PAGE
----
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MLN 116.2 (2001) 455-457

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Book Review

The Untimely Present:
Postdictatorial Latin American Fiction and the Task of Mourning

Idelber Avelar. The Untimely Present: Postdictatorial Latin American Fiction and the Task of Mourning. Durham and London: Duke University Press, 1999. 293 pp.

In The Untimely Present: Postdictatorial Latin American Fiction and the Task of Mourning, Idelber Avelar conjugates an impeccably researched and wide-ranging historical sensibility with a philosophically engaged approach to literary texts produced in the aftermath of the recent dictatorships in the Southern Cone of Latin America. Drawing on a range of thinkers including Nietzsche, Freud, Plato, Benjamin and Derrida, Avelar analyzes the fictions of such challenging novelists as Argentines Ricardo Piglia and Tununa Mercado, Brazilians Silviano Santiago and João Gilberto Noll, and Chilean Diamela Eltit. The result is a stimulating, subtly argued study that not only assesses the task of mourning undertaken in the literary texts by these authors, but that also interrogates assumptions about Latin American literary history and provides an original account of the cultural history of dictatorship.

To manage these multiple tasks, the book is divided into an introduction, two chapters on the cultural and historical framework, and six additional chapters focused on the individual authors from the postdictatorial period. Rather than limit his focus to the period of the dictatorships themselves, Avelar examines a wide scope of cultural and historical developments in the region, stretching back to before the military regimes came to power. His contention is that the dictatorships should be viewed not as aberrations or traumatic interludes in an otherwise "democratic" tradition, but rather "as ushers of an epochal transition form State to Market, [that] represented the crisis of a specific form of cultural politics proper to the boom of Latin American literature in the 1960s" (11). The imposed forgetfulness, the erasure of the past widely associated with these regimes, was thus not only a result of a desire to cover over the crimes of the violent dictatorship, but also a result of the commodification of the marketplace, where everything is ultimately doomed to obsolescence. Concerned with mourning and searching for some form of restitution for the obliterated past, the literary texts Avelar selects, in his view, "insistently confront the ruins left by the dictatorships and extract from them a strongly allegorical meaning" (2). The thrust of Avelar's book ultimately becomes an attempt, on the one hand, to determine the function of the literary at a historical juncture where literature's role is in decline and, on the other, to decipher how postdictatorial literature engages and inscribes the past.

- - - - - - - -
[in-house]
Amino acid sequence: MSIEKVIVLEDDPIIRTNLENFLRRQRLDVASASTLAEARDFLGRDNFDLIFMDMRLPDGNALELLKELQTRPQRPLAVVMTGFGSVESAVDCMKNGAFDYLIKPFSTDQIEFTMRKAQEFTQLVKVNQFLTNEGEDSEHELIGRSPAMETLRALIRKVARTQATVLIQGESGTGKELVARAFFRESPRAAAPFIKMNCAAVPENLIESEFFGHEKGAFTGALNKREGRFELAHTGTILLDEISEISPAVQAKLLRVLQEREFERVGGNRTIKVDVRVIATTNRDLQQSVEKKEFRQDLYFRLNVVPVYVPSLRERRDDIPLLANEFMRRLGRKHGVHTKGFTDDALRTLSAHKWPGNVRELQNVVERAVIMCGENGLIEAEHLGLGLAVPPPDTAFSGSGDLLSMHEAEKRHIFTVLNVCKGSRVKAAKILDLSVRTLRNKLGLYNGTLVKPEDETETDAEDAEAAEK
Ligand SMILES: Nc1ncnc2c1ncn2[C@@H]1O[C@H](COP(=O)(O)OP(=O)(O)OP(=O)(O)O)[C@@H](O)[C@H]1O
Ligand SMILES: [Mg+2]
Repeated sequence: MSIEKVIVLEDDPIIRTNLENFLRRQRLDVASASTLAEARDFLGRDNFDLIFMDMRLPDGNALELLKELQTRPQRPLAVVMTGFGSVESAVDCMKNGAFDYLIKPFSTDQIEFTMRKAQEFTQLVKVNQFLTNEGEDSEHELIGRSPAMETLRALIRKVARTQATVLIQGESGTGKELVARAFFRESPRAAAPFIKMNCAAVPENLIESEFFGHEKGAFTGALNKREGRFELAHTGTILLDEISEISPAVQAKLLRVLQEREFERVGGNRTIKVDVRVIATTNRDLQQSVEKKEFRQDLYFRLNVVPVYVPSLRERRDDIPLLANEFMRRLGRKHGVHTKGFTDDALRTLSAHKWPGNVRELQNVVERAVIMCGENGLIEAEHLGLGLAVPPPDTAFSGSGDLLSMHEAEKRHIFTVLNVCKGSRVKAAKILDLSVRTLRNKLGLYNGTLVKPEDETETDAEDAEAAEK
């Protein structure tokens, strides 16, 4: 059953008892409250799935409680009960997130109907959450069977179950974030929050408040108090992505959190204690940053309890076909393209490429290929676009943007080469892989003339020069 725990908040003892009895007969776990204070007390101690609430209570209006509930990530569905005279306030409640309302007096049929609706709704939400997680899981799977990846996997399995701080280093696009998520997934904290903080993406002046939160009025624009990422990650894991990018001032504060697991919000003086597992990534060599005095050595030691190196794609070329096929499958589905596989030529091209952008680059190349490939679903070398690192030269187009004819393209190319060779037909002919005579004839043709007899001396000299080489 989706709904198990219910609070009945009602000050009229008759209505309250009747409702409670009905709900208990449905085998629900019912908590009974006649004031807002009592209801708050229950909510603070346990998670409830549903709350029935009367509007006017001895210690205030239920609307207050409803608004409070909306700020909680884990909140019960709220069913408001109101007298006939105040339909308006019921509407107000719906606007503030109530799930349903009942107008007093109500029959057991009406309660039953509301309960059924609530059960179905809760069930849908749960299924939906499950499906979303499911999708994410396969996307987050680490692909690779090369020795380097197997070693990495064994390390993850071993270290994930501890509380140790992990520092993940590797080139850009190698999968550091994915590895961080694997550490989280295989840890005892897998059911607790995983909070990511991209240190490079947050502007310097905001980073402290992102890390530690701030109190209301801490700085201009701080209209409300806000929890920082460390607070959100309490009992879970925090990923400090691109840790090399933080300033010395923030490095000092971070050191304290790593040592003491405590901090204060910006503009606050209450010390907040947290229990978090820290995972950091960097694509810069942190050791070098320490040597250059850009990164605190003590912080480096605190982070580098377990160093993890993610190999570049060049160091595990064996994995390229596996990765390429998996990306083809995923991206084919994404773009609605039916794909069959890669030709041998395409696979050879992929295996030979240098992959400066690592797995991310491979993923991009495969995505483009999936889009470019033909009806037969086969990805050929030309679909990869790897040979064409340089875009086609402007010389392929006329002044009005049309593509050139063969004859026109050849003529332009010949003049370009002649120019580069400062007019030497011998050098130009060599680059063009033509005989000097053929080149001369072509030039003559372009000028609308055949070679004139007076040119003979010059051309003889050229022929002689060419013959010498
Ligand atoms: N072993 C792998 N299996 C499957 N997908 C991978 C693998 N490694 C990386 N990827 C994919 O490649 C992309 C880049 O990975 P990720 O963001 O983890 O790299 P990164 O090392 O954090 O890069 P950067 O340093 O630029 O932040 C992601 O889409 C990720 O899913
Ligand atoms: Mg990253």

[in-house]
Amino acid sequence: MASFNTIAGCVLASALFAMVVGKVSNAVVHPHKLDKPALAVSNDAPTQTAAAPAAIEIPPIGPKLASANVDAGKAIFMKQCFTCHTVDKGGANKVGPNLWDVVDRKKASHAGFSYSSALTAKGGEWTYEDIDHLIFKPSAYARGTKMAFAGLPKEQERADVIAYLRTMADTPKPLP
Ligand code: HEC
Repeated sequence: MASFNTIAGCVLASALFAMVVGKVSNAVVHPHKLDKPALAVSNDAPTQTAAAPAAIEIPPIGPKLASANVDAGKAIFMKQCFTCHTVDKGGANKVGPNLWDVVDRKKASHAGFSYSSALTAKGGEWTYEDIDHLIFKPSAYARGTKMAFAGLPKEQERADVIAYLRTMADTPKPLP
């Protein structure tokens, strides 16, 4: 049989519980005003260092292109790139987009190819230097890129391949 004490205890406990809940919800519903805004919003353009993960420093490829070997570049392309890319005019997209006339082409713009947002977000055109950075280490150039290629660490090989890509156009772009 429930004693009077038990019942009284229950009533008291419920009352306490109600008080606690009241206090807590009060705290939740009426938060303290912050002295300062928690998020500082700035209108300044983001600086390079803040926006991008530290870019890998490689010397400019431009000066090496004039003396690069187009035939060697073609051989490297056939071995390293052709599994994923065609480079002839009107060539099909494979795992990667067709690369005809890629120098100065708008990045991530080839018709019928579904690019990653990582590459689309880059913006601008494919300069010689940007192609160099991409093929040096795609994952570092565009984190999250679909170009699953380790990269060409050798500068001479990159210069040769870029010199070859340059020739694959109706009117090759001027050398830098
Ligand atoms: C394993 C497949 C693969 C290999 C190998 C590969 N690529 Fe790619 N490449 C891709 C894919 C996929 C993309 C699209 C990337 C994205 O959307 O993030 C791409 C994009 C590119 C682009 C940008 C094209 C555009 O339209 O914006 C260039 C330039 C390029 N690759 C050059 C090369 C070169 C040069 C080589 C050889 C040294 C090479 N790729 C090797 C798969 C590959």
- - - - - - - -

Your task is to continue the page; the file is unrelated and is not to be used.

One of Avelar's prime concerns is with the allegorical element operant in these fictions. While his claim that in the Southern Cone cultural context "the whole complex that links allegory to memory, experience, and writing qua inscription is still virtually unthought" (9) is perhaps debatable, his own contribution to an understanding of allegory in postdictatorship is nonetheless decisive. Drawing on Benjamin's theory of allegory, Avelar convincingly [End Page 455] argues that allegory in the narratives from this period is directly related to the task of mourning such texts are compelled to undertake. For Avelar, the necessary remembering of the horrific and obliterated past causes these fictions to read their surroundings as allegorical ruin, and in turn to erect a memorializing, "allegorical crypt" in their effort to mourn the catastrophe at hand. This essential link between mourning and allegory is what allows Avelar to understand the special role of allegory in the aftermath of the dictatorships as something other than merely an "indirect" or "metaphoric" way of telling an otherwise representable story. In his view, allegory does not surge in times of political turmoil as a method of eluding censorship; rather "allegory is the aesthetic face of political defeat . . . because the petrified images of ruins, in their immanence, bear the only possibility of narrating the defeat" (69).

Perhaps the most stimulating and widely applicable chapter is the first, where Avelar provides an original rereading of the boom, going against the grain of celebratory or...


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